Monday, July 03, 2006

"Now that the feature's finished ..."

Fleischer Studios artist Bill Turner penned the cartoon below for a company newsletter, presumably dating from after the completion of Gulliver's Travels in 1939. Of course, we all know this kind of thing doesn't happen any more. After all ... ... nowadays most feature artists fall asleep at their terminals, not their desks.
Courtesy Harvey Deneroff, originally published in the 1993 Screen Cartoonists Annual. Click on the thumbnail to link to a larger image.
"Gulliver's Travels" was started in New York City in early 1938 and completed in Miami late in '39. The Fleischers, Max and Dave, would have dearly loved to be the first animation kingpins to create a full-length, animated feature. Trouble was, they couldn't get their releasing company Paramount Pictures to pony up the production cash, so Walt Disney -- the Fleischers' main rival in the 1930s -- beat them to the punch with "Snow White and the Seven Dwarfs." Like the crew of "Snow White," Fleischer employees worked long hours to complete "Gulliver." (They had far less time, overall, than Disney's team did.) The film was released in December of '39, just in time for the holidays, and made a considerable amount of box office coin. (If memory serves, something around $3 million, a considerable amount for a 1939 domestic release.) "Pinocchio," released in February of 1940, was undoubtedly hurt by "Gulliver's" earlier roll-out (Why did Disney wait until February? That's when Walt and company got the film done.) Within three years, however, the Fleischers' Florida Studio was gone, and Disney's major competitors passed into history. But for a few simple twists of fate, Walt's Burbank facility would have disappeared as well, but WWII and the Federal government came to the rescue with generous contracts for the production of training films. If not for that, Disney's first five features might well now be in the public domain like "Gulliver's Travels," to be picked up at Amazon for five or six bucks.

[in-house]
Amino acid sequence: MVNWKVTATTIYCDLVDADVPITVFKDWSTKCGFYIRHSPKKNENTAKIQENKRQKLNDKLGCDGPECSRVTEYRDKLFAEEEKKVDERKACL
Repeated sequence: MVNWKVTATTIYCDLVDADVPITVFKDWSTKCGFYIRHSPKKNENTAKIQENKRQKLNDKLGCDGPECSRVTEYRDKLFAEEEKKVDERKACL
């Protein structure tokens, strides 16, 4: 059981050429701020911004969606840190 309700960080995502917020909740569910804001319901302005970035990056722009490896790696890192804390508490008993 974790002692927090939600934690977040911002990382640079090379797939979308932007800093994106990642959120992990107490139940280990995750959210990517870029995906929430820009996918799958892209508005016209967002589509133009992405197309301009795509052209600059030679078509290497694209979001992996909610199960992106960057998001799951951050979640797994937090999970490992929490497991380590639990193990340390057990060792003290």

Anonymous said...

In my haste to get out ofd the office on Monday, I posted the full-size scan of the Bill Turner artwork. I have replaced it with a more manageable version. Mea culpa.

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